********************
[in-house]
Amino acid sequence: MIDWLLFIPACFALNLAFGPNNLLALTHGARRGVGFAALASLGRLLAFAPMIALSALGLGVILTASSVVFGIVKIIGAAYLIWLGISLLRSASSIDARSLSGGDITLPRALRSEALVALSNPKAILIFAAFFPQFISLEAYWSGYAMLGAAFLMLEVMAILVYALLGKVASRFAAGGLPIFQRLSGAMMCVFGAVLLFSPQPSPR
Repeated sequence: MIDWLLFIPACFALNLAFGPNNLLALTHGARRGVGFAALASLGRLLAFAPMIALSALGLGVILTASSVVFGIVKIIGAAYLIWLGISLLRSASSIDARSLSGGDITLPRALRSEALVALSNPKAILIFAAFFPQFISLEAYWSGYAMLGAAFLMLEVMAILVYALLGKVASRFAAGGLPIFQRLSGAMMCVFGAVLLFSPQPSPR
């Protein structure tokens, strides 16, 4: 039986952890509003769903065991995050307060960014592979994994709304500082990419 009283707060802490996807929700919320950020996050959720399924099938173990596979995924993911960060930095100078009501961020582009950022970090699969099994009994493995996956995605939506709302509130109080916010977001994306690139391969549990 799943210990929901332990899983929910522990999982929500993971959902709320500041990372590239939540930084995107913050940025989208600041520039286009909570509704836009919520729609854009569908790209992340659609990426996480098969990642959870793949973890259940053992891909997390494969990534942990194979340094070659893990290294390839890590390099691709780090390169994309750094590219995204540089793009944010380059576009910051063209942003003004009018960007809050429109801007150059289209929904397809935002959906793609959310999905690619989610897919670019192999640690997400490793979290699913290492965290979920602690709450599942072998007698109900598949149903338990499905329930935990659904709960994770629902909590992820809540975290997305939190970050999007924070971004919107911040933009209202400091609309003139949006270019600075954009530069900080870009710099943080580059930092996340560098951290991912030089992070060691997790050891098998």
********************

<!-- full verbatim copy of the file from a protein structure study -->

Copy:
[in-house]
Amino acid sequence: MIDWLLFIPACFALNLAFGPNNLLALTHGARRGVGFAALASLGRLLAFAPMIALSALGLGVILTASSVVFGIVKIIGAAYLIWLGISLLRSASSIDARSLSGGDITLPRALRSEALVALSNPKAILIFAAFFPQFISLEAYWSGYAMLGAAFLMLEVMAILVYALLGKVASRFAAGGLPIFQRLSGAMMCVFGAVLLFSPQPSPR
Repeated sequence: MIDWLLFIPACFALNLAFGPNNLLALTHGARRGVGFAALASLGRLLAFAPMIALSALGLGVILTASSVVFGIVKIIGAAYLIWLGISLLRSASSIDARSLSGGDITLPRALRSEALVALSNPKAILIFAAFFPQFISLEAYWSGYAMLGAAFLMLEVMAILVYALLGKVASRFAAGGLPIFQRLSGAMMCVFGAVLLFSPQPSPR
């Protein structure tokens, strides 16, 4: 039986952890509003769903065991995050307060960014592979994994709304500082990419 009283707060802490996807929700919320950020996050959720399924099938173990596979995924993911960060930095100078009501961020582009950022970090699969099994009994493995996956995605939506709302509130109080916010977001994306690139391969549990 799943210990929901332990899983929910522990999982929500993971959902709320500041990372590239939540930084995107913050940025989208600041520039286009909570509704836009919520729609854009569908790209992340659609990426996480098969990642959870793949973890259940053992891909997390494969990534942990194979340094070659893990290294390839890590390099691709780090390169994309750094590219995204540089793009944010380059576009910051063209942003003004009018960007809050429109801007150059289209929904397809935002959906793609959310999905690619989610897919670019192999640690997400490793979290699913290492965290979920602690709450599942072998007698109900598949149903338990499905329930935990659904709960994770629902909590992820809540975290997305939190970050999007924070971004919107911040933009209202400091609309003139949006270019600075954009530069900080870009710099943080580059930092996340560098951290991912030089992070060691997790050891098998």